cleaned up, polished and masked the canopy. The masked canopy was offered
up to the fuselage and cemented into place with clear parts cement,
reinforced with a careful application of liquid cement; this filled
any gaps between the fuselage and the canopy. A quick application of
white glue, with excess wiped away with a wet mk1 finger, smoothed
out any remaining gaps. The cockpit side windows were added at this
stage as well and did not fit very well at all, requiring some work
to get a somewhat decent fit.
Once masking was completed,
I attached the main gear legs to the fuselage. Matchbox supplies each
assembly in two parts. This proved troublesome and much manipulation
was needed to achieve correct sit and to ensure the assemblies were
symmetrical. I am still not exactly happy with the final placement;
it appears that the main gear sits “low” in relation to
Photographs © Michael Johnson
Now that construction
was finished I could settle down to masking fun and painting. I started
with the white area, using a mixture of Tamiya white
primer and Citadel skull white to achieve a nice even
white finish. This was left to cure for a week while I continued with
other sub components. I then used Tamiya masking tape
to mask the demarcation line between the oxford blue and white. Cut
into thin strips, Tamiya masking tape is excellent
for masking around bends and corners.
I then used a spray can
of Model Master Sea Blue, this giving a good shade
approximation of the Oxford Blue used on the Wessex. The spray went
on thick and did not seem to cure very well at all, so I sanded back
the flaws as well as I could and over painted the area with Aeromaster
USN Sea Blue. Certainly not the exact blue I was looking for as it
is a little too green in shade but looked good enough based on some
colour pics I have of the Wessex. Removing the masking revealed some
minor runs which were dealt with fine wet n dry used wet and some touch
up painting with white paint. The winch frame was then added with the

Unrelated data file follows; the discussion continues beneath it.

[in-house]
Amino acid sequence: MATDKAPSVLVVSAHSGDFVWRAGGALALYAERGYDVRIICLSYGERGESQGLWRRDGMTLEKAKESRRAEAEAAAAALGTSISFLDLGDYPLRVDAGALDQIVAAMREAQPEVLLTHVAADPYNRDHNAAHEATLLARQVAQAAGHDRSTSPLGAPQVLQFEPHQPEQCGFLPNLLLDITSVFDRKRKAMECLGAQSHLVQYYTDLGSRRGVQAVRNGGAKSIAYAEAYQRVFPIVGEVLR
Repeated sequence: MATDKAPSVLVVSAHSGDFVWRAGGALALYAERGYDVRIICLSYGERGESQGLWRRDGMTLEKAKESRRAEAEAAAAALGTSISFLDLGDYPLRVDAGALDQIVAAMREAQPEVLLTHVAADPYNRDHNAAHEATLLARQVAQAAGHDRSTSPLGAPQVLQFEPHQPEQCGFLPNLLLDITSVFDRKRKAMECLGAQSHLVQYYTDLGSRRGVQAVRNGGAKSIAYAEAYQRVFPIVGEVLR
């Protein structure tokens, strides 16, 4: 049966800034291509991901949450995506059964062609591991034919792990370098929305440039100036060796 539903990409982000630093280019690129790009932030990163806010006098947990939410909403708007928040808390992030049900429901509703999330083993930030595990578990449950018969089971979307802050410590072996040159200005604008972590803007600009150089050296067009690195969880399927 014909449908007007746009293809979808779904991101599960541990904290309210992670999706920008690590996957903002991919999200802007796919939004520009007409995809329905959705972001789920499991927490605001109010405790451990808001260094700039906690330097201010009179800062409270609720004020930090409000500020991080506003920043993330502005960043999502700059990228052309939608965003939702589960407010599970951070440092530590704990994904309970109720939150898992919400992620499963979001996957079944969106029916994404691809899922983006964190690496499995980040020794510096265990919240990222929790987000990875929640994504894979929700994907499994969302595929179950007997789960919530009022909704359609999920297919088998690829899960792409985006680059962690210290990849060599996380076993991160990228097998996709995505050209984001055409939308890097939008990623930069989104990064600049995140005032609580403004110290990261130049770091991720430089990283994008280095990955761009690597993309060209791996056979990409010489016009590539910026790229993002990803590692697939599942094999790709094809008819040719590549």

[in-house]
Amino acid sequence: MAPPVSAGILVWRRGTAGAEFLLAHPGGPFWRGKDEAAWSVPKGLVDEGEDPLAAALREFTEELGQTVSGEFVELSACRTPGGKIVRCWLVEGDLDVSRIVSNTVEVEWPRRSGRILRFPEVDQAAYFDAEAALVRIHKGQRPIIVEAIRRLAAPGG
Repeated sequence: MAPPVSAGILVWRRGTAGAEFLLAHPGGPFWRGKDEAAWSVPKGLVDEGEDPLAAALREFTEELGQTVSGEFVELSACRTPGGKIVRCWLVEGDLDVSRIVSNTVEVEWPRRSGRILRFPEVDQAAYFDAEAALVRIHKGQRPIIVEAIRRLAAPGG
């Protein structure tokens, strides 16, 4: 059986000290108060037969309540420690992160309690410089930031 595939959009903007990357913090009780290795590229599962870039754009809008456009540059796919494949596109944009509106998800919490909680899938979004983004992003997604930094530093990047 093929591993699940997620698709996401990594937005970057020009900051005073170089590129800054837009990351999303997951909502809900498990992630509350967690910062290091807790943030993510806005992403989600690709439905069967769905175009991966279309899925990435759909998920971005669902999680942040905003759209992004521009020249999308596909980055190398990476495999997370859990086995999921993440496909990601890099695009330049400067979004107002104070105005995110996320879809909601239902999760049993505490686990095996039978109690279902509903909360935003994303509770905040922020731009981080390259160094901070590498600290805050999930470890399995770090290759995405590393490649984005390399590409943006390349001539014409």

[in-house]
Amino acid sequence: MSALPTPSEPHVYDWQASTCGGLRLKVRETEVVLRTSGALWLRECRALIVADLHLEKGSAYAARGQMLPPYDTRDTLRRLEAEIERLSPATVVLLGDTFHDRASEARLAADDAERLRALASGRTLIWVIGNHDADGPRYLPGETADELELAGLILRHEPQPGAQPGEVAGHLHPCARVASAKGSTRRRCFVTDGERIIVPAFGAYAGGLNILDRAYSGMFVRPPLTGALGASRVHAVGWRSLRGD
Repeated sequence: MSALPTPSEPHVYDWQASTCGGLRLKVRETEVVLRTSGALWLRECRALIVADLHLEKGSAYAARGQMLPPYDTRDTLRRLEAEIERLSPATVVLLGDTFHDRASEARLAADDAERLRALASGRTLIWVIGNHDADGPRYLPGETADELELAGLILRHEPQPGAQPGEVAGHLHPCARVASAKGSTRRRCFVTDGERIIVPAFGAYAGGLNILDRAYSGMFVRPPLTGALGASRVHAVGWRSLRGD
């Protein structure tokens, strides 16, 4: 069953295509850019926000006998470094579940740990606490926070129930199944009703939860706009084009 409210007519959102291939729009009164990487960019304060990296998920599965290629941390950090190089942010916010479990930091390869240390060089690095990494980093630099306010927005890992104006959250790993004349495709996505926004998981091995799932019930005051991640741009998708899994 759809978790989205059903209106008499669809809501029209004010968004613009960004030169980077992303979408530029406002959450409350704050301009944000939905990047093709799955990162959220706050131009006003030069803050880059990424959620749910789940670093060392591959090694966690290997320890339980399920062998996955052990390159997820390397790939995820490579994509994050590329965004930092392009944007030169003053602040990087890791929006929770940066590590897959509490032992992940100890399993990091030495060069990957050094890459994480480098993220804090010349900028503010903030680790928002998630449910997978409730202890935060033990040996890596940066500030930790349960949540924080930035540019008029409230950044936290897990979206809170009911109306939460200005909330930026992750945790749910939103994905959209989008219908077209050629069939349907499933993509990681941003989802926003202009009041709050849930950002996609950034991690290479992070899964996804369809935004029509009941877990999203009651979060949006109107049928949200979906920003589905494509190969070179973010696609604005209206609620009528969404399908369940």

winch mechanism box cover painted Vallejo flat black.
The completed airframe
was put aside to cure prior to application of Johnson's “Super
Stride” (Future equivalent) with a wide flat brush kept
especially for this purpose. Now the Wessex was ready for decaling.
The decals performed
like champions, adhering very well even after several adjustments in
position. I was a little alarmed at the milky coloured decal adhesive,
but this dried perfectly clear. Indeed the only issue with the decals
was the nose number, which needed some cuts with the scalpel and repeated
applications of decal solution to help conform over the surface. A
subsequent touch-up with white paint was required to fill up the resulting
gaps in the decal.
I then turned my attention
to the main and tail rotor assemblies which needed careful painting
and assembly, followed by weathering with a sludge wash.
All finished assemblies
were washed with warm water to remove any decal glue residue and then
airbrushed with Pollyscale flat clear to seal everything in and impart
a uniform finish. As per my previous Matchbox F9F-5 Panther, the flat
clear really gives a good in-scale gloss finish without making the
finished model look toylike. Checking out reference photo’s confirmed
this as in service pictures indicated a well worn gloss finish fading
to a more eggshell or very low sheen finish. Only the examples preserved
in museums had a factory fresh glossy finish.
The exterior aerial wires
were then added using smoke coloured invisible thread and the rotor
assemblies added. My Wessex was now finished.
I then noticed that the
warning danger arrows were pointing the wrong way, oh well, a good
example of not checking references more thoroughly whilst applying
Frog and Matchbox were
the only game in town for those modellers wanting to add a Wessex kit
to their collection, until Italeri released a superb offering with
full interior detail. (Revell’s kit is a re-boxed Italeri kit
and the old Frog kit has been re-released recently by Eastern Express).
I am unaware of any 1:48 scale kits currently available for the Wessex,
though there was a 1:48 Revell kit some years ago.
This little Matchbox
Wessex however, inaccuracies aside, builds up very well indeed and
would make an ideal first kit foray into the diverse world of helicopter
I have ordered the Italeri Wessex as
I am most taken by the canary yellow rescue version!
Good fun and it looks great!